Another lyric for your enjoyment.

Rigor mortis is setting in
When it does I’ll be stiff as a board
Just another corpus delicti
Part of a great skeleton hoard

Crossing over the River Styx
On I go to another side
Hoping to be one of the picks
Through the Pearly Gates to reside

Soon I’ll be in the grave or bust
Soon I’ll be ashes and rust
Soon I’ll be nothing but dust
Soon I’ll be part of the crust

I’ve done my share of roaming
I’ve got trav’ling shoes to prove it
Picked up a bit of sea and sand
Been to the sunrise and in the pits

Took on the valleys and mountains
Over rainbows and under bridges
Never sure where I was bounding
When I made my jump off the edges

Soon I’ll be in the grave or bust
Soon I’ll be ashes and rust
Soon I’ll be nothing but dust
Soon I’ll be part of the crust


Uncle Bardie’s Weekly Music Pick: At Last

It’s Thursday again. You know what that means. Uncle Bardie’s Weekly Music Pick. Uncle Bardiie gives a double thumbs up to this week’s selection: “At Last” by Etta James.

In the fifties and early sixties, an amazing group of female singers emerged to give American audiences some of the best vocals ever heard in the history of popular music. These included Brenda Lee, Connie Francis, Della Reese, Julie London, Sarah Vaughan, and Abby Lincoln.

Of this group, I have especially taken a hankering to the music of Dinah Washington, Patsy Cline and Etta James. It wasn’t just that they had great voices. It was as if they were reaching down deep into their souls and pulling up all the pain they had and pouring it out for the world to hear. That pouring out has a name. It’s called the Blues.

Some artists can take all their feelings and make them into great art. These three do that. When I hear their music, it makes me realize that I am not alone in feeling what I am feeling. I can experience deeply what they are feeling.

Etta’s “At Last” is a pure gem. Oh my, Etta can sing. With this one, she makes love all her own. It’s not just love. It’s Love with a capital L. And she’s giving everything to it. This is High Art. This is Van Gogh painting the starry night. This is Richard Burton doing the “To be or not to be” soliloquy. This is Martha Graham dancing “Lamentation”. This is Elizabeth Bishop making poems.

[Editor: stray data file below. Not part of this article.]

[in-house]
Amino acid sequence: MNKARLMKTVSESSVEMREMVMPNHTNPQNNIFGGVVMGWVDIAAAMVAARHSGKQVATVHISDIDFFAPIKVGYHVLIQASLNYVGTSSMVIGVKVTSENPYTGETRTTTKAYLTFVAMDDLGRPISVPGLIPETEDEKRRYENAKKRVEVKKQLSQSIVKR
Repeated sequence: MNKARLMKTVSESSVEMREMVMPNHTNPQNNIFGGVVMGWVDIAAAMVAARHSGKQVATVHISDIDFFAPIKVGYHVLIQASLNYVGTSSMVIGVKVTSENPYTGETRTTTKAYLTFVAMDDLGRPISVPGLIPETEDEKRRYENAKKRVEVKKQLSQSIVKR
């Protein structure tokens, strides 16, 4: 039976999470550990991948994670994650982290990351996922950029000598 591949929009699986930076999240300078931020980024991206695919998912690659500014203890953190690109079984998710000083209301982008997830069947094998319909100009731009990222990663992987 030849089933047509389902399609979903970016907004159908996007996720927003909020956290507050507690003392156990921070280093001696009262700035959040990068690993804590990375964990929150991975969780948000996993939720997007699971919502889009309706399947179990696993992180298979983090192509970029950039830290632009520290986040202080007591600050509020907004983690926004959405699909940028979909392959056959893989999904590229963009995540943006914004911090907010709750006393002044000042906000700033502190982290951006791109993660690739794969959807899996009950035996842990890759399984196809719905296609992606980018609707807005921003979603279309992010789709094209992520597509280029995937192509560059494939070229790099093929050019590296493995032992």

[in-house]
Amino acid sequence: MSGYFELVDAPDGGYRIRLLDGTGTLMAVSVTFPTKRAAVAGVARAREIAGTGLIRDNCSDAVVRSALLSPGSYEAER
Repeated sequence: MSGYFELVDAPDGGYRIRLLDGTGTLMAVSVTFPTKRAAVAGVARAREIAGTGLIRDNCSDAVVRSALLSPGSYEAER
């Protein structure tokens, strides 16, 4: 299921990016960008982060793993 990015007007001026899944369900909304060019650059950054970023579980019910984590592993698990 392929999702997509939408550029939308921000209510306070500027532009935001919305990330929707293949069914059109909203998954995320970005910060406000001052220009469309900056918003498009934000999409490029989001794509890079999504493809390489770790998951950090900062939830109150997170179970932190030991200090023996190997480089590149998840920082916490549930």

To get caught up in this song is to let yourself go and feel something human.  Very little allows us to do that these days. Mostly we are given doses of plastic that cut us off from our fellow human beings. Then we hear Etta James or Patsy Cline or Dinah Washington and we suddenly are busting out of our cocoons. We have heard something true.

Big Don

This here is my theme song and it is to be sung to the tune of Jimmy Dean’s “Big John”

1.He was a heck of a man

With a slight slight tan

Six foot none

And his hair was gone.

He was Don, Big Don,

Big Tall Don.


2.He wore a hat

To the right it tipped

And dark glasses too

So he wouldn’t catch flu.

He was Don, Big Don,

Big Tall Don.


3.He was a library clerk

And he loved to work

He came in at noon

Sometimes a little too soon.

He was Don, Big Don,

Big Tall Don.


4.He arrived at work one Monday day

Everything was thrown every which-a-way

He looked from side to side and all around

There wasn’t a clerk anywhere to be found

He heard a noise from away far-off

A still small voice with an obvious cough

He went to the cabinet sitting in front

He pulled out a drawer and began his hunt.

He was Don, Big Don, Big Tall Don.


5.The voice he’d heard it was down in there

Where it was he couldn’t be sure

He reached on in and pulled himself through

The hole in the drawer fit like an old shoe

He followed what he’d heard deep deep down

Through the caverns and caves he followed that sound

When after a heck of a whole lotta feet

He found himself just about to retreat.

He was Don, Big Don, Big Tall Don.


6.The hole got smaller but the sound grew louder

So on he plunged and the tunnel was a bit tighter

While up above the librarians stood

And listened all the best that they could

For the Yodeling Don and the lost clerks

Trapped deep down in the depths of the earth

He kept on moving and moving on he went

Creeping and crawling through every little vent.

He was Don, Big Don, Big Tall Don.


7.Until upon a group he finally came

All stuck under a pile of books and magazines

Well he digged and he dugged and he digged real fast

The air in that tunnel surely wouldn’t last

He pushed and he pulled and he got a clerk out

Sent her above as the librarians gave a happy shout

There were ten, twenty, thirty clerks or more

And pulling them out was like mining for ore.

He was Don, Big Don, Big Tall Don.


8.But out they did come one by one

And the books they fell ton by ton

Barely missing clerk by clerk until

There was only one clerk left to kill

Then Don had saved them all

He’d come to the rescue and didn’t stall

But now he was caught in the head

Banged by a ten pound book about lead.

He was Don, Big Don, Big Tall Don.


9.First he was stunned and then knocked out

As he fell to the floor turning around and about

They came crashing down upon him they fell

As the last rescued clerk crawled through the shell

Of an underground that was all blocked off

By all those books that had fallen rough

Upon the man they’d known as

Don, Big Don, Big Tall Don.